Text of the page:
First Hit: Interesting to watch but not very engaging. This is one of those films that with the right use of computer generated graphics and a great story we’d have a wonderful film. However, I think the script failed to create the sense of urgency this film can create.
A couple of the questions this film brings are: Will we all become a brain inside a hi-tech mechanical robotic body? Will the brain be able to embrace all our memories and our souls while operating without the rest of the body and all the other cells that hold memories of their own?
Here we have Major Mira Killian (Scarlett Johansson) waking up from a procedure that implanted her brain into a cyborg body. She struggles with memories because the lines between humans and robot are becoming blurred and therefore, she is as well. She was built to be a weapon.
She’s not the first and one of her predecessors Hideo Kuze (Michael Pitt), has become an enemy of the company manufacturing both him, Major, and other robotic cyborgs. He foils many of the company’s plans and when Major does a “deep dive” into a robotic that had been compromised by Kuze, she learns something about Kuze and has a stronger desire to find him.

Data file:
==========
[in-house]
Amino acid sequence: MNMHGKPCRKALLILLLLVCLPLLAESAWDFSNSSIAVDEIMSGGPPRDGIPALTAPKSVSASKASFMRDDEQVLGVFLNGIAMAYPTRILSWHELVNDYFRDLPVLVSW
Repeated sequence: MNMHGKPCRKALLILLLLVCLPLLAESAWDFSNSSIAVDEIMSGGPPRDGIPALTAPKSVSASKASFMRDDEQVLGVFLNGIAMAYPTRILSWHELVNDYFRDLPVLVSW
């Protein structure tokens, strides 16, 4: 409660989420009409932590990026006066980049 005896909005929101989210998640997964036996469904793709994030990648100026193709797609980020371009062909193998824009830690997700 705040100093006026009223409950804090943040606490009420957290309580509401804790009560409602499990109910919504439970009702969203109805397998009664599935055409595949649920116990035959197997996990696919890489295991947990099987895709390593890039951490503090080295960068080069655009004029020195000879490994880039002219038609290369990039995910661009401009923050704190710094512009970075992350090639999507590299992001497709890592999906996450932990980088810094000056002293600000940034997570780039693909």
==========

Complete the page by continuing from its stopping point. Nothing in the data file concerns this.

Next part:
Major’s support comes from District 9 Chief Daisuke Aramaki (Takeshi Kitano), friend and solider Batou (Pilou Asbaek), and her direct creator Dr. Ouelet (Juliette Binoche). Additionally, she learns of her real history when she meets Motoko’s (Kaori Yamamoto) mother. She learns and figures out that she is Motoko.
Most of the film is shot at night or in very dark scenes which made this film more difficult to watch in that there was little in the way demonstrating light and hope. However, from a filmmakers point of view, they couldn’t create the interesting CG figures that are as tall as buildings that grace the skyline if it wasn't dark.
In general, there wasn’t enough digging into the issue that's behind the story, the issue of combining mankind and machines into one unit. The film just danced around the subject.
Johansson was good but she lacked a great story, poor direction or, more than likely, both. Knowing her capabilities in roles like this (think “Lucy”), in this film she felt lifelessness. Pitt’s role was supposed to be intelligent and dark. It was dark but didn’t really work in the intelligence arena as the script was limited. Kitano was one of the best pieces of this film. He was clear in his role and delivered aspects of what this film could have been. Binoche was almost out of place. She's fresh and alive, and although I bought her role, I’m not sure she couldn’t have known more about her boss’s intention. She doesn't do naive well. Yamamoto was exquisite. I loved how she related the story of losing her son and daughter. Asbaek was great as Major’s friend and fellow soldier. Jamie Moss, William Wheeler, and Ehren Kruger wrote a mediocre screenplay as the dialogue did not create much interest. However, the direction by Rupert Sanders was as much to blame for the failure of this film as well.
Overall: This film comes from great stock, but fails to really engage the story and therefore the audience.